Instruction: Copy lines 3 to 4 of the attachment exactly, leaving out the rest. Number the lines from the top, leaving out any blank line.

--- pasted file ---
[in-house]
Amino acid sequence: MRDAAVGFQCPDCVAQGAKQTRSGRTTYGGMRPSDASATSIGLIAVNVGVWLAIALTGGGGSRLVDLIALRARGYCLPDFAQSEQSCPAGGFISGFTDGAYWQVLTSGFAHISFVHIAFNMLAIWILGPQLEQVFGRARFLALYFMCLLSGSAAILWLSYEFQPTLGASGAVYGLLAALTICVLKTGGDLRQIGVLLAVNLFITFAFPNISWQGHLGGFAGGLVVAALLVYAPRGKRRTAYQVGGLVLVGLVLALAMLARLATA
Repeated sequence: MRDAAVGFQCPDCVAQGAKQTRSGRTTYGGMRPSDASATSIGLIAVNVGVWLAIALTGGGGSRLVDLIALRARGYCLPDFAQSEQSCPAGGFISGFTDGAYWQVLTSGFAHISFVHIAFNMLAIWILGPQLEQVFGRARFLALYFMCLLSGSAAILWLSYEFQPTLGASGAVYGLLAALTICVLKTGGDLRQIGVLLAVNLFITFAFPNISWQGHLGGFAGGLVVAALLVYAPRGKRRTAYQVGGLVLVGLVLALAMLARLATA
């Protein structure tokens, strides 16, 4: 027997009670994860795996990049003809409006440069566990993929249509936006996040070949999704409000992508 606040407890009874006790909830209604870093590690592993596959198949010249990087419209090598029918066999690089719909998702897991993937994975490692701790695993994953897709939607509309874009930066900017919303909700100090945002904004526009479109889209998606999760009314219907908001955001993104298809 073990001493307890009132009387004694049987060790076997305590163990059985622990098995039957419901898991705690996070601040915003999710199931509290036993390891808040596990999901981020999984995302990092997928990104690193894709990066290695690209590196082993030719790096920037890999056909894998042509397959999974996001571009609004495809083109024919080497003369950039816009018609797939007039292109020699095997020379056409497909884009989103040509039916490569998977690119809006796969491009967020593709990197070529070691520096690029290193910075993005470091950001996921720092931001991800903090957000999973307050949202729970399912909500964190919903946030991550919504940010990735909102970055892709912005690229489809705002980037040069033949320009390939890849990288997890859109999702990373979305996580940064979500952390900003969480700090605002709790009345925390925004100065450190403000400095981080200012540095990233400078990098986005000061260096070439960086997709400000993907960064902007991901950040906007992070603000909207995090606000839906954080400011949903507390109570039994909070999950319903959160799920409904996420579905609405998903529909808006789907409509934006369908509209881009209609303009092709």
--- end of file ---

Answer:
Repeated sequence: MRDAAVGFQCPDCVAQGAKQTRSGRTTYGGMRPSDASATSIGLIAVNVGVWLAIALTGGGGSRLVDLIALRARGYCLPDFAQSEQSCPAGGFISGFTDGAYWQVLTSGFAHISFVHIAFNMLAIWILGPQLEQVFGRARFLALYFMCLLSGSAAILWLSYEFQPTLGASGAVYGLLAALTICVLKTGGDLRQIGVLLAVNLFITFAFPNISWQGHLGGFAGGLVVAALLVYAPRGKRRTAYQVGGLVLVGLVLALAMLARLATA
């Protein structure tokens, strides 16, 4: 027997009670994860795996990049003809409006440069566990993929249509936006996040070949999704409000992508 606040407890009874006790909830209604870093590690592993596959198949010249990087419209090598029918066999690089719909998702897991993937994975490692701790695993994953897709939607509309874009930066900017919303909700100090945002904004526009479109889209998606999760009314219907908001955001993104298809 073990001493307890009132009387004694049987060790076997305590163990059985622990098995039957419901898991705690996070601040915003999710199931509290036993390891808040596990999901981020999984995302990092997928990104690193894709990066290695690209590196082993030719790096920037890999056909894998042509397959999974996001571009609004495809083109024919080497003369950039816009018609797939007039292109020699095997020379056409497909884009989103040509039916490569998977690119809006796969491009967020593709990197070529070691520096690029290193910075993005470091950001996921720092931001991800903090957000999973307050949202729970399912909500964190919903946030991550919504940010990735909102970055892709912005690229489809705002980037040069033949320009390939890849990288997890859109999702990373979305996580940064979500952390900003969480700090605002709790009345925390925004100065450190403000400095981080200012540095990233400078990098986005000061260096070439960086997709400000993907960064902007991901950040906007992070603000909207995090606000839906954080400011949903507390109570039994909070999950319903959160799920409904996420579905609405998903529909808006789907409509934006369908509209881009209609303009092709």